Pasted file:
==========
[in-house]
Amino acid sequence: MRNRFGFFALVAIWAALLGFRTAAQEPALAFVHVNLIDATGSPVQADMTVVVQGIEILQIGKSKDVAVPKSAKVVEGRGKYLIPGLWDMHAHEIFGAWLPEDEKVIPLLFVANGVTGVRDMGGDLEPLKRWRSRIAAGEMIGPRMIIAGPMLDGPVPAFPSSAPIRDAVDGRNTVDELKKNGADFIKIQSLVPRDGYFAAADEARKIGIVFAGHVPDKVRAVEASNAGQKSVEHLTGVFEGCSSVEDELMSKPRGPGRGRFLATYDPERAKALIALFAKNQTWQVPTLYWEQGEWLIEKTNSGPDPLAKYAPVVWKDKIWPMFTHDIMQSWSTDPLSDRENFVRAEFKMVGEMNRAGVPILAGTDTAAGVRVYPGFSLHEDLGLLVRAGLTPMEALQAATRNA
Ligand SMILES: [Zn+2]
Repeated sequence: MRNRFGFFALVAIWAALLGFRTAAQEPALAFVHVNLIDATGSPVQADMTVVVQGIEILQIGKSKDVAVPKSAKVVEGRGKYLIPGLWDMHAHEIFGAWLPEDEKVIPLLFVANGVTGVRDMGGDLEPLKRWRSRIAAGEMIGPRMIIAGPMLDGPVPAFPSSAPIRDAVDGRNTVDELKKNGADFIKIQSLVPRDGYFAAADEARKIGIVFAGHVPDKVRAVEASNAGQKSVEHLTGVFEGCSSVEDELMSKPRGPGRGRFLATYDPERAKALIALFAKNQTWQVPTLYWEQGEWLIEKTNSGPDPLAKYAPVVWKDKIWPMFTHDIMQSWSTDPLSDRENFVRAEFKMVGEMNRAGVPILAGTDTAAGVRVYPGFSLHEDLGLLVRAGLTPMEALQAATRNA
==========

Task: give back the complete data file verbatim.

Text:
[in-house]
Amino acid sequence: MRNRFGFFALVAIWAALLGFRTAAQEPALAFVHVNLIDATGSPVQADMTVVVQGIEILQIGKSKDVAVPKSAKVVEGRGKYLIPGLWDMHAHEIFGAWLPEDEKVIPLLFVANGVTGVRDMGGDLEPLKRWRSRIAAGEMIGPRMIIAGPMLDGPVPAFPSSAPIRDAVDGRNTVDELKKNGADFIKIQSLVPRDGYFAAADEARKIGIVFAGHVPDKVRAVEASNAGQKSVEHLTGVFEGCSSVEDELMSKPRGPGRGRFLATYDPERAKALIALFAKNQTWQVPTLYWEQGEWLIEKTNSGPDPLAKYAPVVWKDKIWPMFTHDIMQSWSTDPLSDRENFVRAEFKMVGEMNRAGVPILAGTDTAAGVRVYPGFSLHEDLGLLVRAGLTPMEALQAATRNA
Ligand SMILES: [Zn+2]
Repeated sequence: MRNRFGFFALVAIWAALLGFRTAAQEPALAFVHVNLIDATGSPVQADMTVVVQGIEILQIGKSKDVAVPKSAKVVEGRGKYLIPGLWDMHAHEIFGAWLPEDEKVIPLLFVANGVTGVRDMGGDLEPLKRWRSRIAAGEMIGPRMIIAGPMLDGPVPAFPSSAPIRDAVDGRNTVDELKKNGADFIKIQSLVPRDGYFAAADEARKIGIVFAGHVPDKVRAVEASNAGQKSVEHLTGVFEGCSSVEDELMSKPRGPGRGRFLATYDPERAKALIALFAKNQTWQVPTLYWEQGEWLIEKTNSGPDPLAKYAPVVWKDKIWPMFTHDIMQSWSTDPLSDRENFVRAEFKMVGEMNRAGVPILAGTDTAAGVRVYPGFSLHEDLGLLVRAGLTPMEALQAATRNA